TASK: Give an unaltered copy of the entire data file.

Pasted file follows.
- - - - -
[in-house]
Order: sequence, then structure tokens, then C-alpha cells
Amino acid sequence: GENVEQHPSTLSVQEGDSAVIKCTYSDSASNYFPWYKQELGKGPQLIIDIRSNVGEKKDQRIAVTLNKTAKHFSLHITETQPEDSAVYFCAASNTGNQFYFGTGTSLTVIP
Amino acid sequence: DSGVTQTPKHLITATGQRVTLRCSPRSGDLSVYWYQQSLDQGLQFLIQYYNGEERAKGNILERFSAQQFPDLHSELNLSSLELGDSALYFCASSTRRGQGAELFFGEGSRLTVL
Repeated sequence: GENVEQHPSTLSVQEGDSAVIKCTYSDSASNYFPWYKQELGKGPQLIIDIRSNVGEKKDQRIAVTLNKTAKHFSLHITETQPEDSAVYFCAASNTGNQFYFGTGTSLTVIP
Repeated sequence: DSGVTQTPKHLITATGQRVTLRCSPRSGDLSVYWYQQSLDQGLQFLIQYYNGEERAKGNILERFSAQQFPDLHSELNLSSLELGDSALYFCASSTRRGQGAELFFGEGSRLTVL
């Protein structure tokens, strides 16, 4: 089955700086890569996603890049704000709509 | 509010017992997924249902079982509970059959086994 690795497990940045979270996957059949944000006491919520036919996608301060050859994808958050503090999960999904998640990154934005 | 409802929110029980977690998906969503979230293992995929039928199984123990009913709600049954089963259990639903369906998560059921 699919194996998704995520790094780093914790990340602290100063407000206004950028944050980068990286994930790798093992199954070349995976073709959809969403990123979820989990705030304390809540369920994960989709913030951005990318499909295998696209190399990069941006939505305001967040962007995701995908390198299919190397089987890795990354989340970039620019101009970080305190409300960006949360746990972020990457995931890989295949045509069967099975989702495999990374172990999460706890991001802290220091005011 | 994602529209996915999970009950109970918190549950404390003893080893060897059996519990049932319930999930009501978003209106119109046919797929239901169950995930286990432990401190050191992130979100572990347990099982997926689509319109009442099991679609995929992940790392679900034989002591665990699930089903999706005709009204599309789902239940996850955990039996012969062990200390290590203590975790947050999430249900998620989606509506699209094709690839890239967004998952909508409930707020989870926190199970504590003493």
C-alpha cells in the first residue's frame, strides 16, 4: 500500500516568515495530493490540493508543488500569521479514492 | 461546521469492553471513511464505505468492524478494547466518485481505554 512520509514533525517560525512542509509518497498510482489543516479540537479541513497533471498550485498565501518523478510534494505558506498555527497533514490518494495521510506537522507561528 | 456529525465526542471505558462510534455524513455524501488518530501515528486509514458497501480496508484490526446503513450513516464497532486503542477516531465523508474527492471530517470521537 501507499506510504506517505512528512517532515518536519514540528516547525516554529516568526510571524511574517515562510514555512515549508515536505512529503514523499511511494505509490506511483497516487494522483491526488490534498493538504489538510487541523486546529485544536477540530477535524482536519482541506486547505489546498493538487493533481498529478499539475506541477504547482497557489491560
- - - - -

[in-house]
Order: sequence, then structure tokens, then C-alpha cells
Amino acid sequence: GENVEQHPSTLSVQEGDSAVIKCTYSDSASNYFPWYKQELGKGPQLIIDIRSNVGEKKDQRIAVTLNKTAKHFSLHITETQPEDSAVYFCAASNTGNQFYFGTGTSLTVIP
Amino acid sequence: DSGVTQTPKHLITATGQRVTLRCSPRSGDLSVYWYQQSLDQGLQFLIQYYNGEERAKGNILERFSAQQFPDLHSELNLSSLELGDSALYFCASSTRRGQGAELFFGEGSRLTVL
Repeated sequence: GENVEQHPSTLSVQEGDSAVIKCTYSDSASNYFPWYKQELGKGPQLIIDIRSNVGEKKDQRIAVTLNKTAKHFSLHITETQPEDSAVYFCAASNTGNQFYFGTGTSLTVIP
Repeated sequence: DSGVTQTPKHLITATGQRVTLRCSPRSGDLSVYWYQQSLDQGLQFLIQYYNGEERAKGNILERFSAQQFPDLHSELNLSSLELGDSALYFCASSTRRGQGAELFFGEGSRLTVL
């Protein structure tokens, strides 16, 4: 089955700086890569996603890049704000709509 | 509010017992997924249902079982509970059959086994 690795497990940045979270996957059949944000006491919520036919996608301060050859994808958050503090999960999904998640990154934005 | 409802929110029980977690998906969503979230293992995929039928199984123990009913709600049954089963259990639903369906998560059921 699919194996998704995520790094780093914790990340602290100063407000206004950028944050980068990286994930790798093992199954070349995976073709959809969403990123979820989990705030304390809540369920994960989709913030951005990318499909295998696209190399990069941006939505305001967040962007995701995908390198299919190397089987890795990354989340970039620019101009970080305190409300960006949360746990972020990457995931890989295949045509069967099975989702495999990374172990999460706890991001802290220091005011 | 994602529209996915999970009950109970918190549950404390003893080893060897059996519990049932319930999930009501978003209106119109046919797929239901169950995930286990432990401190050191992130979100572990347990099982997926689509319109009442099991679609995929992940790392679900034989002591665990699930089903999706005709009204599309789902239940996850955990039996012969062990200390290590203590975790947050999430249900998620989606509506699209094709690839890239967004998952909508409930707020989870926190199970504590003493």
C-alpha cells in the first residue's frame, strides 16, 4: 500500500516568515495530493490540493508543488500569521479514492 | 461546521469492553471513511464505505468492524478494547466518485481505554 512520509514533525517560525512542509509518497498510482489543516479540537479541513497533471498550485498565501518523478510534494505558506498555527497533514490518494495521510506537522507561528 | 456529525465526542471505558462510534455524513455524501488518530501515528486509514458497501480496508484490526446503513450513516464497532486503542477516531465523508474527492471530517470521537 501507499506510504506517505512528512517532515518536519514540528516547525516554529516568526510571524511574517515562510514555512515549508515536505512529503514523499511511494505509490506511483497516487494522483491526488490534498493538504489538510487541523486546529485544536477540530477535524482536519482541506486547505489546498493538487493533481498529478499539475506541477504547482497557489491560